By allowing ads to appear on this site, you support the local businesses who, in turn, support great local journalism.
The Forsyth County Sheriff's Office unveiled its new vehicle that aims to keep roadways safer
FCN Back The Blue 2 123018
Members of the Tri-County Jeepers, a local off-roading group, and Buffalo's Cafe give donations to the Forsyth County Sheriff's Office at the unveiling of their new Traffic Response Vehicle on Thursday, Dec. 27, 2018. - photo by Alexander Popp

Recently, the Forsyth County Sheriff’s Office unveiled its new Traffic Response Vehicle, which will be heading out on local roadways in early 2019 to handle major accidents, help stranded motorists and improve deputy safety on busy roads.

On Thursday, this new vehicle was on display for several hours at Buffalo’s Café in Cumming, as the sheriff’s office accepted a large donation of equipment from the restaurant and off-roading group, the Tri-County Jeepers.

Similar to the Highway Emergency Response Operators, or HERO Units, which respond to accidents in the metro Atlanta area, this new vehicle will be the county’s first unit dedicated solely to keeping roadways safe, said sheriff’s office spokesman Deputy First Class Tim Kingsbury.

FCN Traffic Response Vehicle 123018
The Forsyth County Sheriff's Office unveiled its new Traffic Response Vehicle at Buffalo Cafe in Cumming on Thursday, Dec. 27, 2018. - photo by Alexander Popp

“I think one of the huge benefits of having our own is the public knows that they're going to get taken care of,” Kingsbury said. “A lot of the metro area agencies are going with their own unit … and they will come up in our county, if we request them, but they have a lot of other jurisdictions to take care of.”

Kingsbury said that the vehicle will be fully outfitted with serious tools like compressors, impact wrenches, tall pole floodlights, barriers and an electronic sign that will allow them to respond to practically any situation.

As they keep using the vehicle, he said that they expect to expand the list of things it is used for.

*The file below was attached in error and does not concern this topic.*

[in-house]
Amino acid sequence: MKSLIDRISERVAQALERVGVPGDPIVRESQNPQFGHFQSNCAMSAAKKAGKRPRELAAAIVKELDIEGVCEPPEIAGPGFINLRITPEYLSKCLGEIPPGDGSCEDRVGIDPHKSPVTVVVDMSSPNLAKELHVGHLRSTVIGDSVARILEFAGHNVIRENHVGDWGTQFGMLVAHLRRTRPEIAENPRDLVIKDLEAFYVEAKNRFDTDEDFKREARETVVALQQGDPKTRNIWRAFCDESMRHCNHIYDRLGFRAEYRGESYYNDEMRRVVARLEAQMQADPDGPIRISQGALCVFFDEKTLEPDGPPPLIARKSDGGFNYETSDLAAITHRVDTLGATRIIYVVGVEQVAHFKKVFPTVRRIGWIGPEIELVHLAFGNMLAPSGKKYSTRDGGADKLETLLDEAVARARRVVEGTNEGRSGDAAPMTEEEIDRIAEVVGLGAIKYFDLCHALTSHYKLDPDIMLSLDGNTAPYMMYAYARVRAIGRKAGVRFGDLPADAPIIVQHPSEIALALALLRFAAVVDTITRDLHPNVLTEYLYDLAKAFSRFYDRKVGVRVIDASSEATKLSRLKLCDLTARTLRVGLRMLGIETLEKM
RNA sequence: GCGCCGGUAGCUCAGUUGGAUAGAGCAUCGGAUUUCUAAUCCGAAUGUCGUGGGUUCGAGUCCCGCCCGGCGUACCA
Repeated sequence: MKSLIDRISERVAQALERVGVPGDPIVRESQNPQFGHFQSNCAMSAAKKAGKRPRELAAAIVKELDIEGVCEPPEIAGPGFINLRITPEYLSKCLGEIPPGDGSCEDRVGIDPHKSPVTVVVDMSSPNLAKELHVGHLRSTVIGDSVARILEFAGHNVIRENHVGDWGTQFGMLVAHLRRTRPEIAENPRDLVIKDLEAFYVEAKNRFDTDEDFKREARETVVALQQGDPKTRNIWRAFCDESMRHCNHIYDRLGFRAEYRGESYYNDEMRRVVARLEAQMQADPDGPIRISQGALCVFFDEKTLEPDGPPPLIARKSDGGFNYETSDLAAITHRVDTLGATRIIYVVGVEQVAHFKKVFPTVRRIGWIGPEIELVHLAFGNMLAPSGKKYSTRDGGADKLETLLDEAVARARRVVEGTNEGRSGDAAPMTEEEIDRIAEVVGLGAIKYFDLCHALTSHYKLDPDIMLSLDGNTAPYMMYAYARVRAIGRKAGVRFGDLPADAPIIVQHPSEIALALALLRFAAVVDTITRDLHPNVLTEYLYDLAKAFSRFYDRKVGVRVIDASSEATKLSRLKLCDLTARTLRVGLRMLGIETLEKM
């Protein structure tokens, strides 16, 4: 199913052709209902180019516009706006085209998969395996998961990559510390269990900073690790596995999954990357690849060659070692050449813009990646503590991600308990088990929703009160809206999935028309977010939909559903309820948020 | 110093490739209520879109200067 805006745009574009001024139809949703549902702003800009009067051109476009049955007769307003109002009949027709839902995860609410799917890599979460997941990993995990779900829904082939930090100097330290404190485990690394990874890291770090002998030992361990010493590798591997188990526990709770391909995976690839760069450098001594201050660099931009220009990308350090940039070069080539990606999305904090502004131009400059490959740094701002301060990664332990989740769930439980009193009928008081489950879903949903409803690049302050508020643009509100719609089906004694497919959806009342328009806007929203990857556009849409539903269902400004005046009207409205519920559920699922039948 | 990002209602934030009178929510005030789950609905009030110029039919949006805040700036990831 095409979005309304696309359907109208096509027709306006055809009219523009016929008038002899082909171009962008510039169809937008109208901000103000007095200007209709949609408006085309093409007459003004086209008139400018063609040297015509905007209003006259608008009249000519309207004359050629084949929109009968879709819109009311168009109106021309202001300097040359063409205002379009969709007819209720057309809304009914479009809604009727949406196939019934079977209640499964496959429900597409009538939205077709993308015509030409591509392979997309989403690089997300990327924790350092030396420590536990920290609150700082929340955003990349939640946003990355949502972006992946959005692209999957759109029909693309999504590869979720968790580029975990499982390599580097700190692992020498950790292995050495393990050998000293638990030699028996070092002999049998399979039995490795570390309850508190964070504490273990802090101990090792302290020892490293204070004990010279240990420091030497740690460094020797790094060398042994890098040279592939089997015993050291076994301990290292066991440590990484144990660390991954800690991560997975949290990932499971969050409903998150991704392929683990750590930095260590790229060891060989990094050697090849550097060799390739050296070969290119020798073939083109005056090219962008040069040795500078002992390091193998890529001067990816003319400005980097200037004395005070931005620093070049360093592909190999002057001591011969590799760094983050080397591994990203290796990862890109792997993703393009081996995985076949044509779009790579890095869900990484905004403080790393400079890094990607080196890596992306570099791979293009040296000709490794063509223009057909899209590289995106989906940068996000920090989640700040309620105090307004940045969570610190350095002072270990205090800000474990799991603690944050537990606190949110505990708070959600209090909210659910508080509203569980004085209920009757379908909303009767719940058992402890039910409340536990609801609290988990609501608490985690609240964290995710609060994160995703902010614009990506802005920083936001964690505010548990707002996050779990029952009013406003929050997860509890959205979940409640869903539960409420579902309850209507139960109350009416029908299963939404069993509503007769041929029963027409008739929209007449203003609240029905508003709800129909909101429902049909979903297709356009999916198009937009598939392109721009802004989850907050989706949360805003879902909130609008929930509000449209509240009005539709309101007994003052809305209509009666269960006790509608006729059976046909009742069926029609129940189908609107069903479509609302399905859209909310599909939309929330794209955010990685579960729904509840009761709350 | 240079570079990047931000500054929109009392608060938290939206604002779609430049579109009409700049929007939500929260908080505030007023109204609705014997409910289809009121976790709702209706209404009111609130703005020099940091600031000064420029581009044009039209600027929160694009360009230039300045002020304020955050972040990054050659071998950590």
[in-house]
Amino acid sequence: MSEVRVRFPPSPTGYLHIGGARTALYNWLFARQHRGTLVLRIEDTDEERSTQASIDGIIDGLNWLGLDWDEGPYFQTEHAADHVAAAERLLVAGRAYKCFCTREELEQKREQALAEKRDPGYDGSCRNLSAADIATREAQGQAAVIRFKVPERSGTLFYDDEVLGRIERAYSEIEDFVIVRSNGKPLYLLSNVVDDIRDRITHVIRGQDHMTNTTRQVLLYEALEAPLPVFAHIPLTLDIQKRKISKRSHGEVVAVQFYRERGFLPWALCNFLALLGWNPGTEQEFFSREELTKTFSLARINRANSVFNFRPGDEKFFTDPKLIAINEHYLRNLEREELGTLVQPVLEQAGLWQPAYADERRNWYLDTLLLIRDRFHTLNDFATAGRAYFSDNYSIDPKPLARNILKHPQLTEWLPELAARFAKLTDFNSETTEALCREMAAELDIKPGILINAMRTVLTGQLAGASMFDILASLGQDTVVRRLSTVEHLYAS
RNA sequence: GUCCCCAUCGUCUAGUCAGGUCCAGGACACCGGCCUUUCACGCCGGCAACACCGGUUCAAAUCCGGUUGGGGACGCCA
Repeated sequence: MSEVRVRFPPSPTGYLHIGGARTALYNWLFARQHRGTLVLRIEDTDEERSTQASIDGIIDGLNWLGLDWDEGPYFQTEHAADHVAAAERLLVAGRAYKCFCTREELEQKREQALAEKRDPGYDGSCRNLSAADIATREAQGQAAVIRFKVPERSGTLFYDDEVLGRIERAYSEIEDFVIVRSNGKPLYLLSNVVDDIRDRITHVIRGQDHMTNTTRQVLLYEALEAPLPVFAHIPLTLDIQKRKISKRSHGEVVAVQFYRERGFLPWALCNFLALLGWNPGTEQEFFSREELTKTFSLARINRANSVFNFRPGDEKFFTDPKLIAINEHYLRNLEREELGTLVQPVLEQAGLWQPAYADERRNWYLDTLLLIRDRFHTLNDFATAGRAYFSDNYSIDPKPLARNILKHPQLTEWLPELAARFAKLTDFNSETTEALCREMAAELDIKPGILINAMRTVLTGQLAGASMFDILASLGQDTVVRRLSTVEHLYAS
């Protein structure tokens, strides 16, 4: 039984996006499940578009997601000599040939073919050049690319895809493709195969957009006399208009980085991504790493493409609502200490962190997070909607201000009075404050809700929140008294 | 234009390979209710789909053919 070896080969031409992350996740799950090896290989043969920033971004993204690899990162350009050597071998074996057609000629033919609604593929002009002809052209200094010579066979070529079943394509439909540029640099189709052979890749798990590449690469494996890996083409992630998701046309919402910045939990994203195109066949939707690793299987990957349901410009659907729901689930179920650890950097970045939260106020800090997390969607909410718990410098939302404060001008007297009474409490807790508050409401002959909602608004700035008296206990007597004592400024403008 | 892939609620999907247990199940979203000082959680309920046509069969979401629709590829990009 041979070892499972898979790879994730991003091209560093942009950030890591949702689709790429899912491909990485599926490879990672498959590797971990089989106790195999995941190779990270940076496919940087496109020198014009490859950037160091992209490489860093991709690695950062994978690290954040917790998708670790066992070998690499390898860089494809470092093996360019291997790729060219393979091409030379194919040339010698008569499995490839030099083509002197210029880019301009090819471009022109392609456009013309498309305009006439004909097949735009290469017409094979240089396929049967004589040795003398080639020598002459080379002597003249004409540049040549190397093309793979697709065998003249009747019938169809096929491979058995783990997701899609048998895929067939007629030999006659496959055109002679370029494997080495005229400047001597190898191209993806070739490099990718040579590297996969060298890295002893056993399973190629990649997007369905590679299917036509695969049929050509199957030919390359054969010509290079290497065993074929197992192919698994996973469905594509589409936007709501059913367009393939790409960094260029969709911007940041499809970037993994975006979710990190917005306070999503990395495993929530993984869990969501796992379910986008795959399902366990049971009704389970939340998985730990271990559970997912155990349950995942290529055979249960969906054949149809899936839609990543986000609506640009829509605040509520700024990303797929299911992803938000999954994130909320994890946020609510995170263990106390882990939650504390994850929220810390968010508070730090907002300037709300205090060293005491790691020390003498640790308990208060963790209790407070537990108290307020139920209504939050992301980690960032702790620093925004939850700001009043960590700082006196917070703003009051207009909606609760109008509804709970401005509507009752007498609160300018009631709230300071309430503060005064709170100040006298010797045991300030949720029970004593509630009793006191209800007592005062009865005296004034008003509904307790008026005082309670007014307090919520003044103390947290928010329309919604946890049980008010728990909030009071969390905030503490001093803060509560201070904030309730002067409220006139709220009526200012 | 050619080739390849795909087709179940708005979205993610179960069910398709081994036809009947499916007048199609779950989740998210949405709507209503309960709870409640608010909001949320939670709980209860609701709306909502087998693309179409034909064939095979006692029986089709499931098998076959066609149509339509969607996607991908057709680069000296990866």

“I have a strong feeling that we're going to find more uses than what we think we're going to use it for now,” Kingsbury said. “It's going to be one of those, ‘Hey, what if we use this for this purpose?’ situations. But yeah, I think it's going to be very beneficial.”

According to Kingsbury, residents should expect to see the large boxy vehicle out on the roadway in late January or early February only during morning traffic, but their goal is to eventually have a fully functional vehicle operating round the clock.

He said that between now and when the vehicle is rolled out officially, there is still work to be completed on the vehicle, which has been donated to the sheriff’s office from local groups and business.

Kingsbury estimated that the groups donated several thousands of dollars in equipment, a gift that is greatly appreciated by the sheriff’s office.

“What that does is shows that they have a huge support for us and in turn, we support our community,” he said.

According to Bob Evans of Tri-County Jeepers, the equipment they donated on Thursday was fully funded by their annual “Back the Blue” event in August, where they sold shirts and badges out of Buffalo’s Café.

Evans said they had plans to buy the sheriff’s office different equipment, like uniforms and K9 gear during the summer and fall, but the charitable nature of the county prevailed and other groups beat them to the punch.

“We have found that since we've been involved in these different events with the sheriff's department people will just go out of their way to do stuff for them ... things like people going out to cut somebody's lawn … strangers sweeping the glass from an accident, things they normally don't have to do,” Evans said. “There is a love in this community, in this county, for the sheriff's department; there really is, and I hope we’re going to continue doing it.”

For Eric Ehlers, general manager of Buffalo’s Café in Cumming, this donation was just the best way of saying thank you to local law enforcement officers in the county.

“In my opinion, these guys work 24/7 and they bust their butts for us all the time, and this is a way that we can at least give back to them,” Ehlers said.